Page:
The following article has been published in The Sydney Morning Herald by Jacqueline Maley.
6 September 2019
Commonwealth criminal laws prohibiting the incitement of violence based on race and religion are ineffective, says the head of the Executive Council of Australian Jewry, and should be scrapped and replaced with tougher laws, with the “free speech” defence abolished.
Peter Wertheim says the “good faith” defence to the incitement laws, which has a free speech protection for “a report or commentary about a matter of public interest” should be removed completely.
“If someone incites violence, with the intention that violence should occur, how can they justify that under free speech?” Mr Wertheim said.
The call to toughen laws on incitement to violence based on race and religion comes amid a fierce debate about religious freedom, with Attorney-General Christian Porter last week releasing an exposure draft of religious discrimination legislation.
Mr Wertheim said the issues of incitement to violence based on race and religion, and religious freedom are “conceptually distinct” but there is some overlap.
The prohibition on inciting violence against a group or person on the basis of their race, religion, nationality, ethnicity or political opinion is contained in sections 80.2A and 80.2B of the Commonwealth Criminal Code.
Section 80.3 outlines a “Defence for acts done in good faith”, including the free speech provision.
However, the Executive Council of Jewry argues the current law presents too high a bar, making it hard for police to prosecute incitement to violence offences.
Prosecutors must prove two types of “criminal intent” – that the accused urged violence against a group or person, and also that the accused did so intending that violence would occur.
“Those two sections are quite unusual. They require proof of a double mens rea,” Mr Wertheim said.
“It’s hard enough to prove one element of mens rea to a criminal standard.”
This leaves the prosecutor little practical prospect of success, the Council says.
Mr Wertheim cited the example of an anti-Semitic diatribe delivered in public by Sheikh Ismail al-Wahwah, of the fundamentalist Islamist group Hizb ut-Tahrir in 2014, which was filmed and shared on YouTube.
Al-Wahwah accused “the Jews” of corrupting the world and described them as “the most evil creature of Allah”.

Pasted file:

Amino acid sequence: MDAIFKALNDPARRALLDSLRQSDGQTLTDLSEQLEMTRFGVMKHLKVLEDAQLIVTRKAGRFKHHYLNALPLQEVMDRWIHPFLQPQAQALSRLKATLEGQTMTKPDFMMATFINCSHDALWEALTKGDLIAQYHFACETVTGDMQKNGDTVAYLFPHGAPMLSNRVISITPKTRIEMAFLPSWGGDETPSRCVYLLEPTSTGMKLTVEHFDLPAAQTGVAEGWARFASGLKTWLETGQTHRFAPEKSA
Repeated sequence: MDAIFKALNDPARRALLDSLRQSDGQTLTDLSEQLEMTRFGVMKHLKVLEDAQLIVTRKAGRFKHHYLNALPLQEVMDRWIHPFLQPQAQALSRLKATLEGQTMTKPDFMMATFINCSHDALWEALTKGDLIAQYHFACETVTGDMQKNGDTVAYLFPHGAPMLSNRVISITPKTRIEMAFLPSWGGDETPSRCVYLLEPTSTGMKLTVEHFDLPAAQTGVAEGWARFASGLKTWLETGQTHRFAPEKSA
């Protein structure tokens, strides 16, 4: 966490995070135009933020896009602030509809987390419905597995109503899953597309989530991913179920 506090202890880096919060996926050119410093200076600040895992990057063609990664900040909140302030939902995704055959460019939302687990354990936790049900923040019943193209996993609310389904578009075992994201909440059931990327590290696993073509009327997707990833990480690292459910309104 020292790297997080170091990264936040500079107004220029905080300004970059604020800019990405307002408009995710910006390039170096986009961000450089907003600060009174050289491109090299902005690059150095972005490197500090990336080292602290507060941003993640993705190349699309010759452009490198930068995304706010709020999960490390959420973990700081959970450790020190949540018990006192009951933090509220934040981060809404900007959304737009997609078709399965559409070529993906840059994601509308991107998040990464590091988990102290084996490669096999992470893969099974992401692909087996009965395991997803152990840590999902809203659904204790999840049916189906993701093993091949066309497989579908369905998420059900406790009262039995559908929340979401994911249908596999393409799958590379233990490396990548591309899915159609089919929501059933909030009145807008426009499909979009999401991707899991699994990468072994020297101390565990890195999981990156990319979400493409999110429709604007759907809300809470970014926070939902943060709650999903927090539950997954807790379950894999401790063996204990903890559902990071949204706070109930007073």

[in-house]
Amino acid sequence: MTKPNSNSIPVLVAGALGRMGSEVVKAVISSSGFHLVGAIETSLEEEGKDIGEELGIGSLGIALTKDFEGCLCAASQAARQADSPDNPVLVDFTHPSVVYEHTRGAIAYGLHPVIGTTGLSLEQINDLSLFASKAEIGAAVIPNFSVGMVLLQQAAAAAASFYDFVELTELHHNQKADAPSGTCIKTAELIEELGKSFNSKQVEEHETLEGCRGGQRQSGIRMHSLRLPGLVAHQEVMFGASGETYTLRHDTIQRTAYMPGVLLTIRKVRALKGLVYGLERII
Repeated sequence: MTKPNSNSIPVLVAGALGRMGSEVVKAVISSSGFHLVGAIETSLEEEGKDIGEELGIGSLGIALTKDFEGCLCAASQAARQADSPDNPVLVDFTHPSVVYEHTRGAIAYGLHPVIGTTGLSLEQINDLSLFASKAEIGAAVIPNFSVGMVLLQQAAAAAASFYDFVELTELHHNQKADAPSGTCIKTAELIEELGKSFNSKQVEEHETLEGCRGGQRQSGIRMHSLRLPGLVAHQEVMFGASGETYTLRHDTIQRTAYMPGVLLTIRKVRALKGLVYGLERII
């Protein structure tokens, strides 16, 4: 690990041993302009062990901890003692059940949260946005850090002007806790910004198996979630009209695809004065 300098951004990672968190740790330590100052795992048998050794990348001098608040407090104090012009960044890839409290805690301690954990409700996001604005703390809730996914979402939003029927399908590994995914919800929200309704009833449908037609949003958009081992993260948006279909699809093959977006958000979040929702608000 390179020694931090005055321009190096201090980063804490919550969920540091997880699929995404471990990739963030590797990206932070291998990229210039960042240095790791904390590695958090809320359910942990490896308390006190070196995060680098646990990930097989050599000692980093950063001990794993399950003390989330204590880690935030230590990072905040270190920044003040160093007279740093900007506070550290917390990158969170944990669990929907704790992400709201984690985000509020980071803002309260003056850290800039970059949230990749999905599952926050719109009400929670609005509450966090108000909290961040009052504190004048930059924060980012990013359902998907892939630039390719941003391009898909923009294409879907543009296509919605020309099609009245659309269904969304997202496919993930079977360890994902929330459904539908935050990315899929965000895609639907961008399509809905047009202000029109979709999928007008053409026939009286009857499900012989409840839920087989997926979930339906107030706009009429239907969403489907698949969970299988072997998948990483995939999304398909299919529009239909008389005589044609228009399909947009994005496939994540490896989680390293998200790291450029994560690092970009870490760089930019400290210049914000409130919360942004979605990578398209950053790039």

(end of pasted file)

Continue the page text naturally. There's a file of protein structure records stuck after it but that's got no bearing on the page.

He said that “Judgment Day will not come until the Muslims fight the Jews…tomorrow you Jews will see what will become of you – an eye for an eye, blood for blood, destruction for destruction.”
He said there was “only one solution for this cancerous tumour: it must be uprooted and thrown back to where it came from”.
The matter was referred to the Australian Federal Police under sections 80.2A or 80.2B of the Criminal Code, but no prosecution eventuated.
The President of the Law Council of Australia, Arthur Moses SC, called for a “separate and more detailed review” of the incitement provisions.
“The proper content and scope of federal anti-vilification laws, particularly in light of Australia’s international obligations under the International Convention of the Elimination of all forms of Racial Discrimination…should not be addressed as a side issue to the broader anti-terror law debate”.
Last year NSW legislators inserted a new provision, s93Z, into the NSW Crimes Act, prohibiting a person from “intentionally or recklessly” threatening or inciting violence based on race, religious belief or affiliation, sexual orientation, gender identity, intersex status of HIV/AIDS status.
Crucially, the provision offers no “good faith” defence for those who genuinely hold a prejudiced view.
Of the Commonwealth law, Mr Moses said “the Law Council questions whether it is appropriate that a good faith defence should be available for these offences”.
“Such a defence may provide false comfort to those who seek to engage in such conduct”.
Mr Wertheim has also called upon the federal government to establish a national register recording hate-motivated crimes.
He said that contrary to the United Kingdom, Canada and the United States, Australia has no way of keeping track of hate-crimes and bias-motivated crimes.
“It is an absolute imperative,” Mr Wertheim said.
“We need an empirical basis for government policy to deal with bias-crime. This has been highlighted by crimes overseas, including the Christchurch massacre, the Pittsburgh Synagogue massacre and the San Diego Synagogue shooting.”